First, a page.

Police allows opposition to conduct first sit-in rally on Triumfalnaya Square
More than 40 people were detained after protesters, who had gathered on Triumfalnaya Square, attempted to march down Tverskaya Street to the Kremlin in downtown Moscow on Sunday. Almost all of them were released on Monday. However, organizers Sergey Udaltsov and Konstantin Kosyakin are facing charges for “ignoring the lawful orders of police officers.”
In the nation’s northern capital of St. Petersburg, police detained around 50 people during a parallel rally which was also organized under the initiative of the Strategy 31 initiative. Activists hold protests on the last day of every month that has 31 days in support of Article 31 of Russia’s Constitution, which guarantees freedom of assembly.
Police had previously dispersed similar unauthorized rallies, but several more recent events have not been banned by city authorities. Consequently, the organizers of the group split, as human rights activists agreed to hold events on the conditions set by the City Hall. However, the followers of Other Russia, led by Eduard Limonov, demanded that there should not be any limitations on the number of participants.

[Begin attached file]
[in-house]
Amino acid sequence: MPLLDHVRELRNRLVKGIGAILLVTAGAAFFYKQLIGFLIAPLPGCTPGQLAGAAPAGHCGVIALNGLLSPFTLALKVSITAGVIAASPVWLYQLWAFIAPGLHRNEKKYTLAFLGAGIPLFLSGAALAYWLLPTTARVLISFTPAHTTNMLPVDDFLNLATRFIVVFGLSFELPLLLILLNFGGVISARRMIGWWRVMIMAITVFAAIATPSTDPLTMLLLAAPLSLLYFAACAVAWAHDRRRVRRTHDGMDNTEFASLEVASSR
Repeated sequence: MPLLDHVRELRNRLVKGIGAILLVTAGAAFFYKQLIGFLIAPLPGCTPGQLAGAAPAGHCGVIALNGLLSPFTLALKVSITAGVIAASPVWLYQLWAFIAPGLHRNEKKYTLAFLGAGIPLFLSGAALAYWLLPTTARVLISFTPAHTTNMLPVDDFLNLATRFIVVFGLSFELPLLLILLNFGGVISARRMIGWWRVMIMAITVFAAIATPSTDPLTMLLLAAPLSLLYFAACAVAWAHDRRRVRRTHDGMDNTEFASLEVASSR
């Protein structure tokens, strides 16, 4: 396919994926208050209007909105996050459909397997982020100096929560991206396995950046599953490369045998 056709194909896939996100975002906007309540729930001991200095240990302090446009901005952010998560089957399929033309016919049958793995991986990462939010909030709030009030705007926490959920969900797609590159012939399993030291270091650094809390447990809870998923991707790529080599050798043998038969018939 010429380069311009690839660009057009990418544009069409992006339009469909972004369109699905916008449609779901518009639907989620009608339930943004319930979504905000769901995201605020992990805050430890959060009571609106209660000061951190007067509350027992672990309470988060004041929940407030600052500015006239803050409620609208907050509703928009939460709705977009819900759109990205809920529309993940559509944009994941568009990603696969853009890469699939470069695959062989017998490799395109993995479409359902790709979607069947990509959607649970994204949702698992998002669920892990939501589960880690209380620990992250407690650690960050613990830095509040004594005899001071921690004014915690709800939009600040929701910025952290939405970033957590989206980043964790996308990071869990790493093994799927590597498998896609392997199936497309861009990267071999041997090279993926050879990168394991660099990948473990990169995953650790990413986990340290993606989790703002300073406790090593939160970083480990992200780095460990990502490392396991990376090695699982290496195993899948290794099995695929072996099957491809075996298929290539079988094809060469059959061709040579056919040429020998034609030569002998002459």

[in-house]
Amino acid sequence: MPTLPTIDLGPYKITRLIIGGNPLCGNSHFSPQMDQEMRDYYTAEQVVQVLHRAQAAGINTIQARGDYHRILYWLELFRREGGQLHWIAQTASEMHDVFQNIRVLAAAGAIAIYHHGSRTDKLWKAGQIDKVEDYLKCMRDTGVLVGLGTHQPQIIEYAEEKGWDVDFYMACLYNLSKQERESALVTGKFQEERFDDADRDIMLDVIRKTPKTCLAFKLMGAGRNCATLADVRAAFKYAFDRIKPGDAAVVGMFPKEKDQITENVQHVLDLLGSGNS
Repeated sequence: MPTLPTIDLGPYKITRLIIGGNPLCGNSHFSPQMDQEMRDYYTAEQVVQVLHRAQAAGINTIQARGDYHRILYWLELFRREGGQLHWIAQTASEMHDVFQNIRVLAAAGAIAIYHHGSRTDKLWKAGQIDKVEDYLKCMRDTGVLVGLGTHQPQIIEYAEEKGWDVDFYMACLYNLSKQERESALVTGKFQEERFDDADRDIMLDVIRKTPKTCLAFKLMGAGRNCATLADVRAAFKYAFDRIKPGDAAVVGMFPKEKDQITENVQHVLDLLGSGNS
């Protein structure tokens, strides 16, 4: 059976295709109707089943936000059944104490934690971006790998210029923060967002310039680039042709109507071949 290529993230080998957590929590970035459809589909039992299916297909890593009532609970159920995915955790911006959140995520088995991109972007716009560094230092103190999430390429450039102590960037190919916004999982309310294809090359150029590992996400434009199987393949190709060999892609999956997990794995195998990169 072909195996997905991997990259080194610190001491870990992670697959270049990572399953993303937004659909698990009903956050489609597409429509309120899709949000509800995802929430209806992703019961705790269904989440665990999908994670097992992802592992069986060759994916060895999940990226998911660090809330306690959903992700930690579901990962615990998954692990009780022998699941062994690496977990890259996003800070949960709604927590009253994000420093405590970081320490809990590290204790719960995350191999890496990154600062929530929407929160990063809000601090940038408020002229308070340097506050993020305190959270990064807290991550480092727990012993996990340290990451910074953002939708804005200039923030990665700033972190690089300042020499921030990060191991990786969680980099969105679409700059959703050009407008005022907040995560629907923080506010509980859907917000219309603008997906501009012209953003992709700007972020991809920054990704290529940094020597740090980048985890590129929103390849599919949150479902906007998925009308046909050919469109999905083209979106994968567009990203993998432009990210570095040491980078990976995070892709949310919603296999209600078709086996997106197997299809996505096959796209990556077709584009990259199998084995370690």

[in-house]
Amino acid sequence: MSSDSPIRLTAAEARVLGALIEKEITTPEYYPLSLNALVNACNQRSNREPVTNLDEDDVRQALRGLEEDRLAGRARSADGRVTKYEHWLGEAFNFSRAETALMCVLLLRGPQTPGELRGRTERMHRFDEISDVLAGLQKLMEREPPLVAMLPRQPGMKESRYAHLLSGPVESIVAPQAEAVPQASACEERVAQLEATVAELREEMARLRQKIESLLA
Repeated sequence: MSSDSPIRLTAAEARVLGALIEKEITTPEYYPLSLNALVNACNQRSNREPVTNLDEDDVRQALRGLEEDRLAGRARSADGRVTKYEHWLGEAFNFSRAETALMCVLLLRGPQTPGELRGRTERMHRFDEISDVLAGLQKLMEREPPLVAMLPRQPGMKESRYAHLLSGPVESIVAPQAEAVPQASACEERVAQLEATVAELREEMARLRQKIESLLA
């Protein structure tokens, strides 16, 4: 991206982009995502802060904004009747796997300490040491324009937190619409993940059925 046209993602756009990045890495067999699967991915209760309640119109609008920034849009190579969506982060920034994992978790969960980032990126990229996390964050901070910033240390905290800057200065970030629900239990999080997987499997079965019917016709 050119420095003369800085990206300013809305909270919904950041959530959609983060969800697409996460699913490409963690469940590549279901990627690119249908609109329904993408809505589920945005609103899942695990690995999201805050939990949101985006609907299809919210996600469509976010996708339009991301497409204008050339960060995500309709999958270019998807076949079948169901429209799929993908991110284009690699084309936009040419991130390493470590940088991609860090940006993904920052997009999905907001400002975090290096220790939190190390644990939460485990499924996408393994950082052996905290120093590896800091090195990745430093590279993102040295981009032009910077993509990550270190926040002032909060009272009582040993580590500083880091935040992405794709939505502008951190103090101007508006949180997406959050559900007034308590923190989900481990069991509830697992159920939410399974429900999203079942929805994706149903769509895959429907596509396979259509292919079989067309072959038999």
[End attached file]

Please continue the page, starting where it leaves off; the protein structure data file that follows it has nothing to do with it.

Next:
This time, city authorities also claimed that the organizers of the rally had misstated the number of participants. Instead of a 2,000-2,500 strong rally mentioned in the application, only around 100 people came to the Triumfalnaya Square. If real figures had been provided, “most likely, the event would have been authorized,” a source in the mayor’s office told Interfax.
Despite this fact, the authorities chose not to interfere, trying instead to demonstrate the actual number of participants, as the activists conducted a sit-in for the first time. Politician and author Eduard Limonov, one of the main leaders behind the Strategy 31 initiative, described the latest rally as a success. It was “not a tragedy,” that several people were detained later, although it was unpleasant, he stressed.
Police allowed the activists to hold an unauthorized sit-in, and interfered only after they attempted to organize a march along Tverskaya Street.
Limonov was perplexed by the police response, as people sat on the road and shouted slogans for more than an hour without being dispersed. He even called the actions of the city authorities “suspicious.” But a spokesperson from the Moscow police told journalists that there had been no plans to disperse protesters unless they posed “a threat to passers-by.”